Many universities have developed large-scale interdisciplinary research centers to address societal challenges and to attract the attention of private philanthropists and federal agencies. However, prior studies have mostly shown that interdisciplinary centers relate to a narrow band of outcomes such as publishing and grants. Therefore, we shift attention to include outcomes that have been the centers mandate to influence − namely outreach to the media and private industry, as well as broader research endeavors and securing external funding. Using data covering Stanford University between 1993 and 2014, we study if being weakly and strongly affiliated with interdisciplinary centers in one year relates to and increases (1) knowledge production (publications, grants and inventions), (2) instruction (numbers of students taught, PhDs and postdocs advised), (3) intellectual prominence (media mentions, awards won and centrality within the larger collaboration network), and (4) the acquisition of various sources of funding in the next year. Our results indicate that interdisciplinary centers select productive faculty and increase their activity on a broad range of outcomes further, and in ways greater than departments and traditional interdisciplinary memberships, such as courtesy and joint appointments.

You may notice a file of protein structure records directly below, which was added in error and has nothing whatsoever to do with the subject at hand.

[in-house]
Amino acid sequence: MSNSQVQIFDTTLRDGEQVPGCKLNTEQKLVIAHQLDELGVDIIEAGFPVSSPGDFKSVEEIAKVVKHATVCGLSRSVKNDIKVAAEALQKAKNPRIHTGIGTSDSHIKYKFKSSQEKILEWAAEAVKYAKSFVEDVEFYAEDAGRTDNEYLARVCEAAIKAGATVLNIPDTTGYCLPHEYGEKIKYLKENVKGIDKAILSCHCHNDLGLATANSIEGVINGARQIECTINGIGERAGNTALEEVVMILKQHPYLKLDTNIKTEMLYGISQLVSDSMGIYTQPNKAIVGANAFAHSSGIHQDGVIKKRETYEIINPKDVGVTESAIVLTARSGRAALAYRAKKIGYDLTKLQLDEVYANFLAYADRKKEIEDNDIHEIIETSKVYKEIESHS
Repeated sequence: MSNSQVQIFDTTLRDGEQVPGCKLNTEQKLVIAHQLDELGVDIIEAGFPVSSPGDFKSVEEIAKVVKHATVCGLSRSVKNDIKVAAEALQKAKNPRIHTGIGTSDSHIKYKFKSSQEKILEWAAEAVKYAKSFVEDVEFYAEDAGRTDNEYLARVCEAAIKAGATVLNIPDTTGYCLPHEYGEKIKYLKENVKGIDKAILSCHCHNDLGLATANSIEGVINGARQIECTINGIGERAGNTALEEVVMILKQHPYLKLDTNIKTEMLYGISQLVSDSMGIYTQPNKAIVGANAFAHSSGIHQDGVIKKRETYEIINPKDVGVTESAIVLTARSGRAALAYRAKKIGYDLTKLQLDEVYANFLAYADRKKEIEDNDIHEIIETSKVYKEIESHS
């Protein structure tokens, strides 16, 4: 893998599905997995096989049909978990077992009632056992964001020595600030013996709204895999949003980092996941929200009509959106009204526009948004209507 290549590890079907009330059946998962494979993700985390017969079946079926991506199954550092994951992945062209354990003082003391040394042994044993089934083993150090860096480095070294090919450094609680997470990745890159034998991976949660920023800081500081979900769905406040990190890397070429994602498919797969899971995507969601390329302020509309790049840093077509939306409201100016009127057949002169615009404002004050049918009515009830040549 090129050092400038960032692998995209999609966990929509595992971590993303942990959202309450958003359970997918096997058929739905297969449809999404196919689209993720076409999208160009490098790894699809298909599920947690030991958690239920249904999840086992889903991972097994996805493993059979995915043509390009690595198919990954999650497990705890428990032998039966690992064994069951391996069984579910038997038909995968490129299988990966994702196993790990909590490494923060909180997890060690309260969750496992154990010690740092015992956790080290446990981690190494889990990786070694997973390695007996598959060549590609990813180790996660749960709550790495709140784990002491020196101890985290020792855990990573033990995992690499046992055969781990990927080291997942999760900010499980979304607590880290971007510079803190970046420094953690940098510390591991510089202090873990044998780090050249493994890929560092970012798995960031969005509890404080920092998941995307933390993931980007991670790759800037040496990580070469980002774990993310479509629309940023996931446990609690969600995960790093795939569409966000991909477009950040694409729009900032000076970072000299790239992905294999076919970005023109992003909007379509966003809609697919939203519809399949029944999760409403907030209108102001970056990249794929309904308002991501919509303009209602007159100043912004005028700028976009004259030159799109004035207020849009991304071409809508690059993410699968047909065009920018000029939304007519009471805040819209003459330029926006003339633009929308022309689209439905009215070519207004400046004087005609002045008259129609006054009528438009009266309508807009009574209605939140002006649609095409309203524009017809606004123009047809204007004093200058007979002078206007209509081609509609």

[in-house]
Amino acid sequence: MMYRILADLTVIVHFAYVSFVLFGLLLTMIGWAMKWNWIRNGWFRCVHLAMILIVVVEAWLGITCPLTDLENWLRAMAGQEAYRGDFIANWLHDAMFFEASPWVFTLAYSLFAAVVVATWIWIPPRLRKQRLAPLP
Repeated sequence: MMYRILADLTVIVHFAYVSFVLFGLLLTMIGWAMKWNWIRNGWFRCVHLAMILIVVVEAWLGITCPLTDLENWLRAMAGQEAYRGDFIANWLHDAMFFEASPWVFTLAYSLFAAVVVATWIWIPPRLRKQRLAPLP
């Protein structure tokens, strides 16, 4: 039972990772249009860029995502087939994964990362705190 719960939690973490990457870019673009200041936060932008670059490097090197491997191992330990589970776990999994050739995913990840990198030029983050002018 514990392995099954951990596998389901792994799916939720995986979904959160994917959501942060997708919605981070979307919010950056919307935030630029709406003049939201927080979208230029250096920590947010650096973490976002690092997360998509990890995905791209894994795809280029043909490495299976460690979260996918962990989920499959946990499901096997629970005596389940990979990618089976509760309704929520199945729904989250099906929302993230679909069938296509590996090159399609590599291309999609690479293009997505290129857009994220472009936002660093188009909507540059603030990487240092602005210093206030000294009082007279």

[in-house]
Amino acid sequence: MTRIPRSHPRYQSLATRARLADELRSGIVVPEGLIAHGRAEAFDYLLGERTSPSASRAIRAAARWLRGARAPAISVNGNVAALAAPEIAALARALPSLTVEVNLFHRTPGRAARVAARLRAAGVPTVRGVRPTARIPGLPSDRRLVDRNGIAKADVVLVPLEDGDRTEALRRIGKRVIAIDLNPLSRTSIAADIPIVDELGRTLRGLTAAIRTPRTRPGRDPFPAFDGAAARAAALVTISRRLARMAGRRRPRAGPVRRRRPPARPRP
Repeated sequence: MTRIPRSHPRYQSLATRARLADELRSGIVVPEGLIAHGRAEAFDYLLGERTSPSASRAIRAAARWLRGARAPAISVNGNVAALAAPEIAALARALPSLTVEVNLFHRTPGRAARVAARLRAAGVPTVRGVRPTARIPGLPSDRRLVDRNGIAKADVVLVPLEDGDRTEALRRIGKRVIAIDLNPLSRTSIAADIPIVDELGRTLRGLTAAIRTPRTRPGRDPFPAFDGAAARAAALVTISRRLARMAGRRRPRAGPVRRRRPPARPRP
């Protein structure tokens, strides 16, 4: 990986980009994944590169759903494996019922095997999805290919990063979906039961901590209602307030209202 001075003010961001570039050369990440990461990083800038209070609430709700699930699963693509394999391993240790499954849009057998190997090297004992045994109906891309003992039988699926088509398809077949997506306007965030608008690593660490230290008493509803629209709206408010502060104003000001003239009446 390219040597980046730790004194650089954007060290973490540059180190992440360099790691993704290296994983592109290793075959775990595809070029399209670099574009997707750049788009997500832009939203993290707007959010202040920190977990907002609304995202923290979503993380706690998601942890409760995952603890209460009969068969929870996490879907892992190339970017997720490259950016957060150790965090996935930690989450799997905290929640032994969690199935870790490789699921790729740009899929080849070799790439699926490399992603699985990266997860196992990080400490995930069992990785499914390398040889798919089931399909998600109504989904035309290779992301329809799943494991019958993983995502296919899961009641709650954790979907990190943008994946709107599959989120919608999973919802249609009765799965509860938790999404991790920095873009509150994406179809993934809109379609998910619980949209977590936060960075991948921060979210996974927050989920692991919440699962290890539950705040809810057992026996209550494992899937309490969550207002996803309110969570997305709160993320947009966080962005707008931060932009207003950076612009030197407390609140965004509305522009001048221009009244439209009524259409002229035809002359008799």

ASJC Scopus subject areas
- Strategy and Management
- Management Science and Operations Research
- Management of Technology and Innovation